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Airman joins 107th; contunues family tradition

  • Published
  • By Senior Master Sgt. Ray Lloyd
  • 107th AW
Airman 1st Class Luke Moyer raised his right hand and swore in to the 107th Airlift Wing New York Air National Guard on Feb. 12, 2015, becoming the fifth in his family to carry on the military tradition.

His family was there for the enlistment ceremony and they all had a story to share.  Master Sgt. Catrina Smith-Coffey, 107th Readiness and Emergency Management Superintendent, is Luke's aunt and remembers when she first joined the unit. "I saw a commercial on TV and went to a recruiters' office for some information. Next thing I knew, I was swearing in later that day."

Airman Moyer took a more reserved approach towards his decision. "I am excited to be a part of the history.  I thought a long time about this.  It took me 3 years to decide", Moyer said.  "I plan on going back to college to study engineering when I return from training."

Airman Moyer's mother was happy in this moment with her family.  She displayed a confident smile knowing that her son joining was a good decision.  "The air base is home to us because we pretty much grew up here," said Cindy Moyer. "This was dad's work."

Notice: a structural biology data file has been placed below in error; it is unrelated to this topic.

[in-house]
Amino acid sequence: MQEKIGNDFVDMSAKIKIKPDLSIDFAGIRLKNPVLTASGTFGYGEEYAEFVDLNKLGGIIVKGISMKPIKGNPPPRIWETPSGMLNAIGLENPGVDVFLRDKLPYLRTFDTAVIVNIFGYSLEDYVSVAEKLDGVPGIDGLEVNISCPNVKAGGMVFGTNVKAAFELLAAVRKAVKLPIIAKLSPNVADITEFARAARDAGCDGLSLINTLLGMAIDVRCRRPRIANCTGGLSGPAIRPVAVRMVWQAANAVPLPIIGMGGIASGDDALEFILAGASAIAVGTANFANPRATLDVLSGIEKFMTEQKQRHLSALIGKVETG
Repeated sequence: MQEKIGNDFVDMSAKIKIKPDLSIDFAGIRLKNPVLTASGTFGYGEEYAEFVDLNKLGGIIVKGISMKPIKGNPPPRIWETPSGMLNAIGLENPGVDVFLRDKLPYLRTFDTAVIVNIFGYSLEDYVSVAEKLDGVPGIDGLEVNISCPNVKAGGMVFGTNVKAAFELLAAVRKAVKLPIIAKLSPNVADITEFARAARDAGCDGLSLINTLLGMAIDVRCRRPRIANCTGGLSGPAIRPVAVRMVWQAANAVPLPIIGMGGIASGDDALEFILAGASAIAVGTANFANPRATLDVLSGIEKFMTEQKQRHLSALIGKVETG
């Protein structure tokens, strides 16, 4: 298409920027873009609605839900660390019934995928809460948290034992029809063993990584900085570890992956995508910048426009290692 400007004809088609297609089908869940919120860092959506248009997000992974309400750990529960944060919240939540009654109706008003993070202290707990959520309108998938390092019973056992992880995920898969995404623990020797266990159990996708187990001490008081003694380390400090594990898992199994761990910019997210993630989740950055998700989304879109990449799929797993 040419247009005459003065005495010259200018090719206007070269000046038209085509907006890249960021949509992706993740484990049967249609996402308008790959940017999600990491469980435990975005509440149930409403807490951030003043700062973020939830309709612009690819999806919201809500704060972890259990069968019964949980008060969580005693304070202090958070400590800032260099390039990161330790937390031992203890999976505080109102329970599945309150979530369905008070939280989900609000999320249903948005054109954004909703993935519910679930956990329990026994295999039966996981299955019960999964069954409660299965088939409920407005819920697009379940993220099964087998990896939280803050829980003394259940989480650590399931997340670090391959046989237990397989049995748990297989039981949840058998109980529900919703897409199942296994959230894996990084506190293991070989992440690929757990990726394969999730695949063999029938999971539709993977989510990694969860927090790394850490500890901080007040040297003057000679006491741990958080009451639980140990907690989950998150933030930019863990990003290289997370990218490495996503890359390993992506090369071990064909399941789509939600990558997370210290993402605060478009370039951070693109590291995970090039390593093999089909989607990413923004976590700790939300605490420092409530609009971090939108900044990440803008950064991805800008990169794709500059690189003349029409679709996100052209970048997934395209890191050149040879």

Retired Chief Master Sgt. Keith Coffey was the eldest member of the family and is Airman Moyer's grandfather.  He recalled his enlistment as well.  "I enlisted in 1966 during the Vietnam Crisis.  I had a break for about five months and then joined the 914th in March of 1971," says Keith.  "I deployed in support of many missions; Desert Shield, Desert Storm, Iraqi Freedom and Enduring Freedom.  Then I retired in March of 2006 as a Chief Master Sergeant and the Aircraft Maintenance Superintendent."
Airman Moyer's great-great-grandfather and great-grandfather served in the military as well. 

Airmen Moyer will receive his Basic Training at Lackland AFB in Texas and then proceed to technical school to learn his new career in structural specialty.  He will learn to manage, construct, repairs, and modify structural systems of wooden, masonry, metal, and concrete buildings as well as fabricating and repairing components of buildings, utility systems, and real property. He will then return to Niagara to put those skills to work for the unit.

"I think this opportunity will be good for Luke and that Luke would be good for the Air Force", says Master Sgt. Coffey. "The 107th has a long history with family members serving.  This what makes our unit so special."

The New York Air National Guard's 107th Airlift Wing shares Niagara Falls Air Reserve Station with the Air Force Reserve's 914th Airlift Wing. The unit is currently in the process of transitioning to a mission flying remotely piloted MQ-9 aircraft after previously flying the C-130 transport aircraft and the KC-135 refueling plane.